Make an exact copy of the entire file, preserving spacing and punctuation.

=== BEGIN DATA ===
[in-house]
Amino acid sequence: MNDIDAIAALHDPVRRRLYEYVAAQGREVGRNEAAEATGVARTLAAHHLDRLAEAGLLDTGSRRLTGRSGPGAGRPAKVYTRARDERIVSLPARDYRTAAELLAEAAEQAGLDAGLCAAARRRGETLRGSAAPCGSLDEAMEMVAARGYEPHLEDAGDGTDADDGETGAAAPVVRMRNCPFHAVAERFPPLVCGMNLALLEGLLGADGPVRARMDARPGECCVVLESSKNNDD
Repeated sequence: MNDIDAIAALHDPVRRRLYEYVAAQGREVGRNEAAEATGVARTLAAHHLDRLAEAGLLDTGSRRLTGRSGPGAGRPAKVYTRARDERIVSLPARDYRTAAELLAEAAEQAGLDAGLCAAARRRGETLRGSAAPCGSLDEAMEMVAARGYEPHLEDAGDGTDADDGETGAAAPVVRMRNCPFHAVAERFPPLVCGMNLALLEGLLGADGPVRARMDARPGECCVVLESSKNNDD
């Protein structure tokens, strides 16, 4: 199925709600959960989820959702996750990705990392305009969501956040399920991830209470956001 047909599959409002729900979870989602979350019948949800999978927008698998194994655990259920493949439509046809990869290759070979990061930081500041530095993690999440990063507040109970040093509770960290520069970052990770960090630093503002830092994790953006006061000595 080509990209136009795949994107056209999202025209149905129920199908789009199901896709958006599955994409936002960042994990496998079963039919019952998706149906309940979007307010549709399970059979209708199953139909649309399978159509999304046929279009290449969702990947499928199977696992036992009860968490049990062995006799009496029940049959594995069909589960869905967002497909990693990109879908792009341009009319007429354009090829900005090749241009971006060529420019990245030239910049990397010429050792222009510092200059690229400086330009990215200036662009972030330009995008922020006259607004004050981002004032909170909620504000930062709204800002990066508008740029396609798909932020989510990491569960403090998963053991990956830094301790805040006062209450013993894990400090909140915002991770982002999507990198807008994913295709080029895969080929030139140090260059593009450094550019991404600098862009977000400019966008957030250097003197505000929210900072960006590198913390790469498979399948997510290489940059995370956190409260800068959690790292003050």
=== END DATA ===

[in-house]
Amino acid sequence: MNDIDAIAALHDPVRRRLYEYVAAQGREVGRNEAAEATGVARTLAAHHLDRLAEAGLLDTGSRRLTGRSGPGAGRPAKVYTRARDERIVSLPARDYRTAAELLAEAAEQAGLDAGLCAAARRRGETLRGSAAPCGSLDEAMEMVAARGYEPHLEDAGDGTDADDGETGAAAPVVRMRNCPFHAVAERFPPLVCGMNLALLEGLLGADGPVRARMDARPGECCVVLESSKNNDD
Repeated sequence: MNDIDAIAALHDPVRRRLYEYVAAQGREVGRNEAAEATGVARTLAAHHLDRLAEAGLLDTGSRRLTGRSGPGAGRPAKVYTRARDERIVSLPARDYRTAAELLAEAAEQAGLDAGLCAAARRRGETLRGSAAPCGSLDEAMEMVAARGYEPHLEDAGDGTDADDGETGAAAPVVRMRNCPFHAVAERFPPLVCGMNLALLEGLLGADGPVRARMDARPGECCVVLESSKNNDD
């Protein structure tokens, strides 16, 4: 199925709600959960989820959702996750990705990392305009969501956040399920991830209470956001 047909599959409002729900979870989602979350019948949800999978927008698998194994655990259920493949439509046809990869290759070979990061930081500041530095993690999440990063507040109970040093509770960290520069970052990770960090630093503002830092994790953006006061000595 080509990209136009795949994107056209999202025209149905129920199908789009199901896709958006599955994409936002960042994990496998079963039919019952998706149906309940979007307010549709399970059979209708199953139909649309399978159509999304046929279009290449969702990947499928199977696992036992009860968490049990062995006799009496029940049959594995069909589960869905967002497909990693990109879908792009341009009319007429354009090829900005090749241009971006060529420019990245030239910049990397010429050792222009510092200059690229400086330009990215200036662009972030330009995008922020006259607004004050981002004032909170909620504000930062709204800002990066508008740029396609798909932020989510990491569960403090998963053991990956830094301790805040006062209450013993894990400090909140915002991770982002999507990198807008994913295709080029895969080929030139140090260059593009450094550019991404600098862009977000400019966008957030250097003197505000929210900072960006590198913390790469498979399948997510290489940059995370956190409260800068959690790292003050």